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Platform Specific Code

When building a cross-platform app, you'll want to re-use as much code as possible. Scenarios may arise where it makes sense for the code to be different, for example you may want to implement separate visual components for iOS and Android.
React Native provides two ways to easily organize your code and separate it by platform:
Certain components may have properties that work on one platform only. All of these props are annotated with @platform and have a small badge next to them on the website.

React Native provides a module that detects the platform in which the app is running. You can use the detection logic to implement platform-specific code. Use this option when only small parts of a component are platform-specific.
import { Platform, StyleSheet } from 'react-native';

const styles = StyleSheet.create({
  height: Platform.OS === 'ios' ? 200 : 100,
});
Platform.OS will be ios when running on iOS and android when running on Android.
There is also a Platform.select method available, that given an object containing Platform.OS as keys, returns the value for the platform you are currently running on.
import { Platform, StyleSheet } from 'react-native';

const styles = StyleSheet.create({
  container: {
    flex: 1,
    ...Platform.select({
      ios: {
        backgroundColor: 'red',
      },
      android: {
        backgroundColor: 'blue',
      },
    }),
  },
});
This will result in a container having flex: 1 on both platforms, a red background color on iOS, and a blue background color on Android.
Since it accepts any value, you can also use it to return platform specific component, like below:
const Component = Platform.select({
  ios: () => require('ComponentIOS'),
  android: () => require('ComponentAndroid'),
})();

<Component />;

On Android, the Platform module can also be used to detect the version of the Android Platform in which the app is running:
import { Platform } from 'react-native';

if (Platform.Version === 25) {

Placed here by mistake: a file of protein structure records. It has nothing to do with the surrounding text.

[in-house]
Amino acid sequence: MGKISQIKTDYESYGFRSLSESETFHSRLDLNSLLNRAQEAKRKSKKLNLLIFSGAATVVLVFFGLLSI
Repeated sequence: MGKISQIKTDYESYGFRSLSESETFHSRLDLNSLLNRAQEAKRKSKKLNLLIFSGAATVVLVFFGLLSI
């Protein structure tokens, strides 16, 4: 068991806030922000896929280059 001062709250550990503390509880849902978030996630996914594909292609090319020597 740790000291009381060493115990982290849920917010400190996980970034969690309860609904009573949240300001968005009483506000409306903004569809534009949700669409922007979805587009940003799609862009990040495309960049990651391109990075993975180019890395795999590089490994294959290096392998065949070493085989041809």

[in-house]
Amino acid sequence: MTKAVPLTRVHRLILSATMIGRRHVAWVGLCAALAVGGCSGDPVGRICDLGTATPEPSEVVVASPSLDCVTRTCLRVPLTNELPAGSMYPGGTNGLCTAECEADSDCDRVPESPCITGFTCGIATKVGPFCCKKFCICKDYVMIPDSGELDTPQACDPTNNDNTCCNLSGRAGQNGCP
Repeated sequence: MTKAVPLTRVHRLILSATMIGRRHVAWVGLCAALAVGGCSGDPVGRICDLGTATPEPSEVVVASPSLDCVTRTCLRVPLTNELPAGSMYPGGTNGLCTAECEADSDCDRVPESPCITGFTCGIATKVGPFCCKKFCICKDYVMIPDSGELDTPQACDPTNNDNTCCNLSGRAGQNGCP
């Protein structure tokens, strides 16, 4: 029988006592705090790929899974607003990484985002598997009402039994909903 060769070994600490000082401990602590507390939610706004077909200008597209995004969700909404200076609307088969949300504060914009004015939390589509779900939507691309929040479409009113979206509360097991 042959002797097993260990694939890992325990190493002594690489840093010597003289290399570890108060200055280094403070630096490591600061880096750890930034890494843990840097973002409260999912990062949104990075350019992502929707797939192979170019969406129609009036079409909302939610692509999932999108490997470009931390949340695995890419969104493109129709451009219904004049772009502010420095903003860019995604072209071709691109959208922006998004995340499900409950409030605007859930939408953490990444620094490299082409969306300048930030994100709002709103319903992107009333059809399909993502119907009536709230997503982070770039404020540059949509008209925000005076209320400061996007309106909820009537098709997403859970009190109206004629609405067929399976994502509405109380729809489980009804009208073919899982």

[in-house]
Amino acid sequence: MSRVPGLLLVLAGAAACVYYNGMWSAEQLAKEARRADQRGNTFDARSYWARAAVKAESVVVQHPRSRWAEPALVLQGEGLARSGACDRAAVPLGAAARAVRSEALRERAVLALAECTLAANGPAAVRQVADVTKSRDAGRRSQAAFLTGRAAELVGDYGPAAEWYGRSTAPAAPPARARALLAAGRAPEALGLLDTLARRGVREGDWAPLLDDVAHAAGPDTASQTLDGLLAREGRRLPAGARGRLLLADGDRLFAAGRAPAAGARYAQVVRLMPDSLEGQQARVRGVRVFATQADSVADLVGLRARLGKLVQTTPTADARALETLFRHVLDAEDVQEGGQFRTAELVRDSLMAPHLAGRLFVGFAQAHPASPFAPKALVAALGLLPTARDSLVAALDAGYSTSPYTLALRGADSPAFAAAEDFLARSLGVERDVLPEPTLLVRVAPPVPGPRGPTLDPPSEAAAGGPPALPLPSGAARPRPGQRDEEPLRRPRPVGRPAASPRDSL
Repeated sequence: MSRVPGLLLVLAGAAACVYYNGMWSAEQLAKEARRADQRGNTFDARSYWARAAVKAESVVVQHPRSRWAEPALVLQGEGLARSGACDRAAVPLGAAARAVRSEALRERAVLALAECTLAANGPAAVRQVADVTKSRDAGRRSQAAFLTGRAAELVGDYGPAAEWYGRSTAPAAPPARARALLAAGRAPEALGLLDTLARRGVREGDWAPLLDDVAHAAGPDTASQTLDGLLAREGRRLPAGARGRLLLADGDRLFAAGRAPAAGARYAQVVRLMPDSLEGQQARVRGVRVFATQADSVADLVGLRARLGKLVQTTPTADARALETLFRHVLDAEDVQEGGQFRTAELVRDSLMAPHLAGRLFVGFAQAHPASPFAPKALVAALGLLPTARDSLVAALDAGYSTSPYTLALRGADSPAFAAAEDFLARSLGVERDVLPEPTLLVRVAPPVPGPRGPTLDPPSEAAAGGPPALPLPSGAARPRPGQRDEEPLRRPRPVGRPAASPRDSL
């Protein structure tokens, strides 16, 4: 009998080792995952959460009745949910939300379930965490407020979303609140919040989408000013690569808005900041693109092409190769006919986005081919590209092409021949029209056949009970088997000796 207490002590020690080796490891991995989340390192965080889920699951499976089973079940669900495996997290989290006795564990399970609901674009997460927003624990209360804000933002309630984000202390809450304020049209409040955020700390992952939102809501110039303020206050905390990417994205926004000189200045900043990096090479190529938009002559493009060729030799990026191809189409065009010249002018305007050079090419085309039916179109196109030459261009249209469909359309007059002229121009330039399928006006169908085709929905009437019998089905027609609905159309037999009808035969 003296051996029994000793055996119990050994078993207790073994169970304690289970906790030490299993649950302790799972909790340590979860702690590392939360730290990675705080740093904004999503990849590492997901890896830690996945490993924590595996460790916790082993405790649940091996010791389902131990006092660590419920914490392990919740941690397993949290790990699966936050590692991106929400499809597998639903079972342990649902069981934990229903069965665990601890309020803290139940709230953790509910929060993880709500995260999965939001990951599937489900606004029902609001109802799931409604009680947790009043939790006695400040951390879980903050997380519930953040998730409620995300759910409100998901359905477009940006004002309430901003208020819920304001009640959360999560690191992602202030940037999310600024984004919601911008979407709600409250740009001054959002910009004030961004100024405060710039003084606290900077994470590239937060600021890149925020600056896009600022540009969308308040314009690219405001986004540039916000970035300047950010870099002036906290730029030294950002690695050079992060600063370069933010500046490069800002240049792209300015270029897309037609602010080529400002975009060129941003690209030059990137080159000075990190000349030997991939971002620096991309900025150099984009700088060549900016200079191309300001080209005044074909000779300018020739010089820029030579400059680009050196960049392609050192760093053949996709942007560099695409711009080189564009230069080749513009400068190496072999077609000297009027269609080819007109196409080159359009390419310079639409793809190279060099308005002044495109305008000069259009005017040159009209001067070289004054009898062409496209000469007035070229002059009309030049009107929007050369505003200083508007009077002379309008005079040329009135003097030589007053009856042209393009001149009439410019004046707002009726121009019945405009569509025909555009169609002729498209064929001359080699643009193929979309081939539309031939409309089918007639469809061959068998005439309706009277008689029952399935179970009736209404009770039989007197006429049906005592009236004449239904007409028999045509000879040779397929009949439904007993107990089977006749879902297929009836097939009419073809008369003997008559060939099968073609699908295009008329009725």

console.log('Running on Nougat!');
}

On iOS, the Version is a result of -[UIDevice systemVersion], which is a string with the current version of the operating system. An example of the system version is "10.3". For example, to detect the major version number on iOS:
import { Platform } from 'react-native';

const majorVersionIOS = parseInt(Platform.Version, 10);
if (majorVersionIOS <= 9) {
  console.log('Work around a change in behavior');
}

When your platform-specific code is more complex, you should consider splitting the code out into separate files. React Native will detect when a file has a .ios. or .android. extension and load the relevant platform file when required from other components.
For example, say you have the following files in your project:
BigButton.ios.js
BigButton.android.js
You can then require the component as follows:
import BigButton from './BigButton';
React Native will automatically pick up the right file based on the running platform.

You can also use the .native.js or .web.js extensions when a module needs to be shared between NodeJS/Web and React Native but it has no Android/iOS differences, or vice versa. This is especially useful for projects that have common code shared among React Native and ReactJS.
For example, say you have the following files in your project:
Container.web.js # picked up by Webpack, Rollup or any other Web bundler
Container.native.js # picked up by the React Native bundler for both Android and iOS (Metro)
You can still require it without the .native / .web extension, as follows:
import Container from './Container';
Pro tip: Configure your Web bundler to ignore .native.js extensions in order to avoid having unused code in your production bundle, thus reducing the final bundle size.